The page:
How Does Bipolar Disorder Affect The Brain?
There are millions of people who currently suffer from bipolar disorder. Bipolar disorder is a mood disorder that causes highs and lows in mood. At one end, the mood swings can cause the patient to experience episodes of depression. This could include sadness, numbness, feeling hopeless, not interested in everyday activities. The other end is what is called Mania. Mania can cause symptoms like excessive excitement, high energy, irregular behavior and irritability.
Researchers work hard to understand the causes and risk factors of bipolar disorder. They have found the onset of bipolar disorder has a lot to do with brain chemistry. Research suggests the problem lies within an imbalance of neurotransmitters in the brain. Neurotransmitters are messengers that send signals between the cells of the brain. According to studies, imbalances between neurotransmitters create the symptoms of bipolar disorder.
The 3 main neurotransmitters are:
- Serotonin. Responsible for mood regulation. Imbalances will cause an imbalanced mood. This results in depression or mania.
- Norepinephrine. Triggers the stress response in the brain and body. Norepinephrine creates a state of heightened alertness and sensitivity. Imbalances can cause someone to be on edge and have a lot of nervous or excited energy. It can also be seen in a depressed mood because of the patient’s lack of awareness for his or her surroundings.
- Dopamine. Responsible for rewarding positive behavior (eating, exercising, sex) with a “feel-good” sensation. A person in manic state will feel the effects of too much dopamine. A person who is depressed will experience the effects of not enough dopamine.
Each neurotransmitter has an important role in signaling different reactions through the brain. When they are out of balance, the patient will experience severe mood swings. They could also show some strange behaviors. For example, a patient who is manic may be very talkative. They may also become very energetic and may not sleep for extended periods of time. A patient who is experiencing a depressed state will show the opposite behaviors. They will not be interested in engaging with others. They may not seem motivated to work toward goals or even get out of bed. They will likely feel fatigued and sleep for extended periods of time.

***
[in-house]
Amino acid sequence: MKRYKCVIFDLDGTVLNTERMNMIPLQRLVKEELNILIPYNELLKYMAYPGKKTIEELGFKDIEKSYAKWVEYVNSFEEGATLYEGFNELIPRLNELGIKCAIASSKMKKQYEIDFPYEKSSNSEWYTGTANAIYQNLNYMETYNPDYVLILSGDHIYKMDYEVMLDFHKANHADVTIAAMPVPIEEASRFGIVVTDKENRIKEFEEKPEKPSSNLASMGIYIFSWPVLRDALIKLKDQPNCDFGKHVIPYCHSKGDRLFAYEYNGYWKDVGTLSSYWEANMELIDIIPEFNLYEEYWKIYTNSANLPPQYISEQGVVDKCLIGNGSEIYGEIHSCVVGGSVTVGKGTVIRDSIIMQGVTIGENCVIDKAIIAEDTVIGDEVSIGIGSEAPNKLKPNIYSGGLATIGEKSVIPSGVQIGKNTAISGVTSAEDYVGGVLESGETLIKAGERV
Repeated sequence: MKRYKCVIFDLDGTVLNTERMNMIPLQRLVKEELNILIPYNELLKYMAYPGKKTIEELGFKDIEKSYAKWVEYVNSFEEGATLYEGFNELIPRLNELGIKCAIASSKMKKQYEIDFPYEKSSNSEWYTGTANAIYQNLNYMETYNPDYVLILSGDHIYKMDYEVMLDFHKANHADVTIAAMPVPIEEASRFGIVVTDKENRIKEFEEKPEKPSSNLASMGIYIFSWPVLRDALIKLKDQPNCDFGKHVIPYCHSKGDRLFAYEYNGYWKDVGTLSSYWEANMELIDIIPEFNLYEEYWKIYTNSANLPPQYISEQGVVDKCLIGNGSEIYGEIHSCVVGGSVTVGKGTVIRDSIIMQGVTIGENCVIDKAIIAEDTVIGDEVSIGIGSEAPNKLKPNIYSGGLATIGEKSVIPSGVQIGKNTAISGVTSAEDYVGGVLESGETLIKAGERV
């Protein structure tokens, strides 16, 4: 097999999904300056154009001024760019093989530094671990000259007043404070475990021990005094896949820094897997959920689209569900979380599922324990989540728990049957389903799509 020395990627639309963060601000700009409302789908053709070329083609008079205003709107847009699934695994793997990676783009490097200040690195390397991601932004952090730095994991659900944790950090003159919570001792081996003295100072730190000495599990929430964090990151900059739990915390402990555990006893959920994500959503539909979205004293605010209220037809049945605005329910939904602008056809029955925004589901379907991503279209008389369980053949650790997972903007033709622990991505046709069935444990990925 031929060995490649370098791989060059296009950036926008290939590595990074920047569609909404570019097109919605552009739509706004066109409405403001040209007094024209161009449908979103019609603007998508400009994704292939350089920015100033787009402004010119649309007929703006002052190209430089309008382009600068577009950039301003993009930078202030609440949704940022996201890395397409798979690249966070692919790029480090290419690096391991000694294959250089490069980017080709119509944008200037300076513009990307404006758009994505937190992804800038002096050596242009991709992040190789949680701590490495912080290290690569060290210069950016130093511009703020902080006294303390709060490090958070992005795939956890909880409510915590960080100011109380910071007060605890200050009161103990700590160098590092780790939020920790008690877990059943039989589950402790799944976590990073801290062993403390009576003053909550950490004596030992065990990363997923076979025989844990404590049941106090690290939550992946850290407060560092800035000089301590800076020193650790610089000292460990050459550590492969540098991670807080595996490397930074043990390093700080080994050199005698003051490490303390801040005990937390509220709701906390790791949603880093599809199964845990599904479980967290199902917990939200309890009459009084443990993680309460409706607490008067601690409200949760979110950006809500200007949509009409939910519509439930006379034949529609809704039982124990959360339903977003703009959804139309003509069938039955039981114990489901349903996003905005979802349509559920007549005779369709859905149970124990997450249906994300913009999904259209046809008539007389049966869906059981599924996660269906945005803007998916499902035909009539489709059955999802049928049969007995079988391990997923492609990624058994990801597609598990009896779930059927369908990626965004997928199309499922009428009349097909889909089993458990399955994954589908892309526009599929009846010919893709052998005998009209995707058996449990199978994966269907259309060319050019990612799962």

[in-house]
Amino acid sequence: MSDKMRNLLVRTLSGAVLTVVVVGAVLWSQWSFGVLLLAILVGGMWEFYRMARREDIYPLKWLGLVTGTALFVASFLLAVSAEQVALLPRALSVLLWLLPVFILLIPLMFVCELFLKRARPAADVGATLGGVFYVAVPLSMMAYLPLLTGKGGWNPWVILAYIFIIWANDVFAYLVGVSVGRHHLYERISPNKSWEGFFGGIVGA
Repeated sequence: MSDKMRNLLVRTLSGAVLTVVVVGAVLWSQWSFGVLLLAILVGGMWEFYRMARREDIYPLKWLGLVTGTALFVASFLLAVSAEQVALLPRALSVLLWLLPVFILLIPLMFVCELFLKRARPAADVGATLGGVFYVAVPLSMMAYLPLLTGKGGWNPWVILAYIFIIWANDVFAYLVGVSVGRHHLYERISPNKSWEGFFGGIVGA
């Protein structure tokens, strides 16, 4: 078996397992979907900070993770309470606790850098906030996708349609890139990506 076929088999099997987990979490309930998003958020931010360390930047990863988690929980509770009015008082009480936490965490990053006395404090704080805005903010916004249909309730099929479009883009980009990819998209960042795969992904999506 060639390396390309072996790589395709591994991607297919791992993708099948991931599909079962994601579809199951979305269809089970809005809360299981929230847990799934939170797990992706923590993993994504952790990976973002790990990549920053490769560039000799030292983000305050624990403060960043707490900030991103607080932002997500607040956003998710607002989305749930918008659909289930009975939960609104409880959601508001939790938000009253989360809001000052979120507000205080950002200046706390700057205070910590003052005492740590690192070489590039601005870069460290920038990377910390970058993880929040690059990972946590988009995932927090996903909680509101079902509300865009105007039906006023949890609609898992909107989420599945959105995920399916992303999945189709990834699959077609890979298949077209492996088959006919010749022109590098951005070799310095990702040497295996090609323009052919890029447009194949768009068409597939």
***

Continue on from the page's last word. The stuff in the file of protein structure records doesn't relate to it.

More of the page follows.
Research has found certain medications can help the neurotransmitters stay in balance. Since it is a chemical imbalance, medication is needed to help regulate the brain.
Such medications include:
- Antidepressants, which balance neurotransmitter levels during depressive episodes
- Selective Serotonin Reuptake Inhibitors (SSRIs) – Balance serotonin levels in the brain
- Selective Norepinephrine Reuptake Inhibitors (SNRIs) – Balance norepinephrine levels in the brain
- Monoamine Oxidase Inhibitors (MAOIs), which balance all three neurotransmitters.
- Antipsychotics prevent severe and psychotic symptoms, like hallucinations, delusions, and paranoia, during an episode.
It can take time to find the right medication, but once it is found the patient tends to feel better. For most effective results it is important for the patient also seek counseling. With counseling, the patient will learn ways to manage symptoms of both manic and depressed episodes. It will also help the patient learn how to cope with the emotional issues and life stressors they face each day.